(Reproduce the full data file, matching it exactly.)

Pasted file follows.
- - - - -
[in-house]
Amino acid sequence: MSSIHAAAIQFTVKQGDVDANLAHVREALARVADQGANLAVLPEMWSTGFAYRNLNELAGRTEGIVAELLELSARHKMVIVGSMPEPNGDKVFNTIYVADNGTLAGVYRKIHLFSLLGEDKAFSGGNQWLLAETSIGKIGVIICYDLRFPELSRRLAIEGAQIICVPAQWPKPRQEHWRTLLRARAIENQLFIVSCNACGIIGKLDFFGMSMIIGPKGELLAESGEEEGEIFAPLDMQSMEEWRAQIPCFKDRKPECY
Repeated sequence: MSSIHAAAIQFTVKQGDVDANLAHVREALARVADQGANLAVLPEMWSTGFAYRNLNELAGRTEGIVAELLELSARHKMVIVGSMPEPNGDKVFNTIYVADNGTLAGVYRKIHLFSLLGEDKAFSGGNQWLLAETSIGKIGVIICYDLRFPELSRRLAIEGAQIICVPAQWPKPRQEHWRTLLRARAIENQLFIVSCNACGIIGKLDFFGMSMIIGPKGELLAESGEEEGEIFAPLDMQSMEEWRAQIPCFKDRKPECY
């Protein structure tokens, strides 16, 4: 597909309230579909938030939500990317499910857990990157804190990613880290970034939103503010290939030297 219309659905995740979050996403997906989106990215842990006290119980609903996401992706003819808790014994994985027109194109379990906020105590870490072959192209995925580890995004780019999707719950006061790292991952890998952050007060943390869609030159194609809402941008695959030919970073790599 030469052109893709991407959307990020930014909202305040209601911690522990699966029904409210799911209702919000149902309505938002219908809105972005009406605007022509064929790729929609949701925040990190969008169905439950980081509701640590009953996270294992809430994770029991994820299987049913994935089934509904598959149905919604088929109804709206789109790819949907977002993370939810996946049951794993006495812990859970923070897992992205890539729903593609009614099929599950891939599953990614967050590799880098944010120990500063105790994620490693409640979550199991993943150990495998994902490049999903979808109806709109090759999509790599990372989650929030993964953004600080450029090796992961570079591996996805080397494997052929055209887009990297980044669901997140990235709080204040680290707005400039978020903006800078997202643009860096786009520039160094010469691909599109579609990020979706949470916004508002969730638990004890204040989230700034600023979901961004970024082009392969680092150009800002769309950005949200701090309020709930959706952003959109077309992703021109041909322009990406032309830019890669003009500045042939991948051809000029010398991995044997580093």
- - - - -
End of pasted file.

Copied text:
[in-house]
Amino acid sequence: MSSIHAAAIQFTVKQGDVDANLAHVREALARVADQGANLAVLPEMWSTGFAYRNLNELAGRTEGIVAELLELSARHKMVIVGSMPEPNGDKVFNTIYVADNGTLAGVYRKIHLFSLLGEDKAFSGGNQWLLAETSIGKIGVIICYDLRFPELSRRLAIEGAQIICVPAQWPKPRQEHWRTLLRARAIENQLFIVSCNACGIIGKLDFFGMSMIIGPKGELLAESGEEEGEIFAPLDMQSMEEWRAQIPCFKDRKPECY
Repeated sequence: MSSIHAAAIQFTVKQGDVDANLAHVREALARVADQGANLAVLPEMWSTGFAYRNLNELAGRTEGIVAELLELSARHKMVIVGSMPEPNGDKVFNTIYVADNGTLAGVYRKIHLFSLLGEDKAFSGGNQWLLAETSIGKIGVIICYDLRFPELSRRLAIEGAQIICVPAQWPKPRQEHWRTLLRARAIENQLFIVSCNACGIIGKLDFFGMSMIIGPKGELLAESGEEEGEIFAPLDMQSMEEWRAQIPCFKDRKPECY
């Protein structure tokens, strides 16, 4: 597909309230579909938030939500990317499910857990990157804190990613880290970034939103503010290939030297 219309659905995740979050996403997906989106990215842990006290119980609903996401992706003819808790014994994985027109194109379990906020105590870490072959192209995925580890995004780019999707719950006061790292991952890998952050007060943390869609030159194609809402941008695959030919970073790599 030469052109893709991407959307990020930014909202305040209601911690522990699966029904409210799911209702919000149902309505938002219908809105972005009406605007022509064929790729929609949701925040990190969008169905439950980081509701640590009953996270294992809430994770029991994820299987049913994935089934509904598959149905919604088929109804709206789109790819949907977002993370939810996946049951794993006495812990859970923070897992992205890539729903593609009614099929599950891939599953990614967050590799880098944010120990500063105790994620490693409640979550199991993943150990495998994902490049999903979808109806709109090759999509790599990372989650929030993964953004600080450029090796992961570079591996996805080397494997052929055209887009990297980044669901997140990235709080204040680290707005400039978020903006800078997202643009860096786009520039160094010469691909599109579609990020979706949470916004508002969730638990004890204040989230700034600023979901961004970024082009392969680092150009800002769309950005949200701090309020709930959706952003959109077309992703021109041909322009990406032309830019890669003009500045042939991948051809000029010398991995044997580093």